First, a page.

I was reading an article in The Windy Citizen this morning about “greenwashing” in the marketplace and it resonated with me. Especially after a few emails from readers inquiring about Clorox Green Works products. I found this article really interesting in what is really happening in order to get people to get on the green wagon. Every time I set foot in a store I see a new product touting it’s “organic” status, meanwhile the USDA Organic symbol is no where to be found.
“Consumers are inundated with products that make green claims,” stated Scott McDougall, president of Philadelphia-based TerraChoice Environmental Marketing Inc., in a press release. “Some are accurate, certified and verifiable, while others are just plain fibbing to sell products.”
The biggest problem is the lack of standardization of using the terms “natural” and “organic”, and therefore the lack of enforcement. The Federal Trade Commission instituted guides for “green” marketing claims called the Green Guides, which apply to al forms of marketing including ads and labels. But they are just that. Guides. Not rules or laws so nothing can really be enforced. What really chafes me is that these guides were last updated in 1998. That’s ten years ago. Imagine the technical loopholes you could get around with a 10 year old set of guidelines.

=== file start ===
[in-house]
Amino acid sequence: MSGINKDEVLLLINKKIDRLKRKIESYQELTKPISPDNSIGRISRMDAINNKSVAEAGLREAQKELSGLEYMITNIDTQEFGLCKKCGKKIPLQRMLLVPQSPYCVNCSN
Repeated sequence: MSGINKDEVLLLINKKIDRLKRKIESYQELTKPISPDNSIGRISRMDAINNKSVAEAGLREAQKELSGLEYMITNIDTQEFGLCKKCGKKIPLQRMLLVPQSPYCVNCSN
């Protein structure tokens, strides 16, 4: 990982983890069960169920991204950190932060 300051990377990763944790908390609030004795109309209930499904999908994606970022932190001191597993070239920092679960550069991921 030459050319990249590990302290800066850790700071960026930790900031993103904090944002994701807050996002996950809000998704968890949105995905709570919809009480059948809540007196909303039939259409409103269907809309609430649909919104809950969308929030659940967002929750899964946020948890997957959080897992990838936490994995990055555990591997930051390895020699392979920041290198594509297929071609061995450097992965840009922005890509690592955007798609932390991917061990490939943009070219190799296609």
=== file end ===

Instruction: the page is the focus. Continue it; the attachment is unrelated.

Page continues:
Another interesting tidbit:
A popular trend among environmental marketing and research firms is to separate the organic consumer into different segments. London-based Mintel International Group Ltd., with offices in Chicago, uses its own “shades of green” to define consumers in four main groups: Super Greens, True Greens, Light Greens and Never Green.
Super Greens are completely committed to a green lifestyle and almost always purchase green products, while the Never Greens appropriately never buy green products. But based on an August 2006 survey, the Never Green category shrank by half and the True Green/Super Green categories tripled in size in a 16-month period.
It’s no secret that “going green” is taking its spot in the forefront of marketing, as well as in people’s lives. It’s not only trendy, more people are actually starting to care. And they should! But what’s a confused consumer to do? Good question. It’s tough to tell who’s faking it. The article cites a couple of websites I wanted to point out as well. One great, one not so great.
GreenWashingIndex.com: This is a really cool site that allows its users to submit an advertisement for a greenwashed product, and then rank it, and other ads, on a scale from 0-5 or “total greenwashing” to “good ad”.
GreenWashing.net: The site itself leaves something to be desired. I can’t really tell what the point is. Although they do have a list of top greenwashing offenders such as Clairol for their Herbal Essences “truly organic experience” claims, in their latest “article”. If the site wasn’t so hideous it might actually be useful.
Source: The Windy Citizen: Companies turn to ‘greenwashing’ to mislead consumers, sell products